Tag Archives: garden

What’s In Season: November.

Greens (turnip, beet, and mustard) lettuce, strawberries, variety of fall tomatoes, kale (baby, curly, Red Russian, Siberian), beets, baby spinach, cucumbers (slicing, English and Armenian), okra, squash (pattipan, yellow, acorn, butternut), spinach, bok choi, broccoli, turnip greens, turnips, arugula, red potatoes, eggplant, radishes (French breakfast and watermelon), peppers (sweet and hot), onions (shallots, red and yellow), garlic, sweet potatoes.

Local Recipe: Peach and Mint-Infused Grape Granita!

Recipe submitted by local WDFM customer Marc Barrett.

This was a great dessert for hot summer evenings, using the champagnel grapes (from the Urban Gardening Coalition booth) and peaches (Lightsey Farms) from the Waco Downtown Farmers Market.

Note: The granita is easy once the seeds are removed.

Wash and stem the grapes (2lbs).

Add about 3/4 – 1 cup of water , 2/3 cup of sugar to the grapes in a medium sauce pan. Heat over medium heat until just a simmer. Continue to simmer for about 10 minutes. Remove from heat and while still warm add 2 sprigs of fresh mint. Remove mint after 10-15 minutes. If too hot, the mint flavor will still be okay but not as defined. If too hot, the mint wilts and loses it bright green color.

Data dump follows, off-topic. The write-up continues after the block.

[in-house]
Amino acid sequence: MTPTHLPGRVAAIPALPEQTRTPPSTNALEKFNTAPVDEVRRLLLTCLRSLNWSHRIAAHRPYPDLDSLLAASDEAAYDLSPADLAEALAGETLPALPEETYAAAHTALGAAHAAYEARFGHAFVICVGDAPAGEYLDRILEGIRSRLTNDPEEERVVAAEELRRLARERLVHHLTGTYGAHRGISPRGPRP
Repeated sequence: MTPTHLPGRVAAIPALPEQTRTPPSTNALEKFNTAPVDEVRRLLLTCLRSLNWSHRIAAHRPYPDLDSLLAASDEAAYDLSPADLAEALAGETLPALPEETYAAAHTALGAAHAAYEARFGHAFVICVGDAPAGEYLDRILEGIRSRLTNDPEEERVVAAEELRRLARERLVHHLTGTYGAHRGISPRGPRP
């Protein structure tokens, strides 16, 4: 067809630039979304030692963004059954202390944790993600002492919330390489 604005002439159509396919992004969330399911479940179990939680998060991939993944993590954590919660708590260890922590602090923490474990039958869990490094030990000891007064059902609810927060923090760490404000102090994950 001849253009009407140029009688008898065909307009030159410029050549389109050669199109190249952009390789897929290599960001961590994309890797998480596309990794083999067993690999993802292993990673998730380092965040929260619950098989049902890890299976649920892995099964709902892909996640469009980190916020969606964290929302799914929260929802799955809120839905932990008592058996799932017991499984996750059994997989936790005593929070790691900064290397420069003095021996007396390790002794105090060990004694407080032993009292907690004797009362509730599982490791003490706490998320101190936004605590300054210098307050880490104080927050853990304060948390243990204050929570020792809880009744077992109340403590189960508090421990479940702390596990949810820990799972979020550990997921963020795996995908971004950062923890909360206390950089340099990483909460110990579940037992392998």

The easiest way to deal with the seeds is to use a food mill and medium aperture disc. A chinois will work but takes more time.

Remove unwanted solids from the liquid by passing through a fine mesh strainer.

Add a squeeze or two of fresh lemon juice.

Place the liquid in a medium flat bottom container and place uncovered in the freezer. As the ice crystals form, scrape from the edges with a fork . Continue about every 30 minutes until I’ve crystals have replaced the grape-mint liquid.

Prepare slices of fresh peaches and place in martini glass or something similar. Top peaches with the granita. Garnish with fresh mint.


What to do with all those greens?

(Submitted by WDFM Board Member Bethel Erickson-Bruce)

Tis the seasons of greens – but those greens are are full of color and packed with nutrients.  Ruby Red and Bright Lights Swiss Chard.  Red Russian, Green Curled, and Lacinato Kale.  Georgia and Southern Collards.  Purple Osaka and Spicy Mizuna Mustards.  The options are endless.

My best suggestion for what to do with all those greens:  Grab your skillet.  Add some butter or olive oil.  Chop up some garlic and onions.  Sautee.  Chop up your greens.  Add.  Season with pepper and salt.  Sweet and simple and delicious.

Here’s a photo journal of one of our greens-and-eggs sandwiches (which also included home-made chevre from, made and gifted by a friend):

Swiss Chard - grown by Tennyson Middle School students. Purchased from the Urban Gardening Coalition booth.

Chopped Chard sizzling in the frying pan (with butter, garlic, & onions).

Happy pastured eggs - from my backyard chickens.

Add eggs to greens in pan (look at those beautiful yolks!)

Season with herbs - fennel and green onions.

Put on bagel or bread. Yum!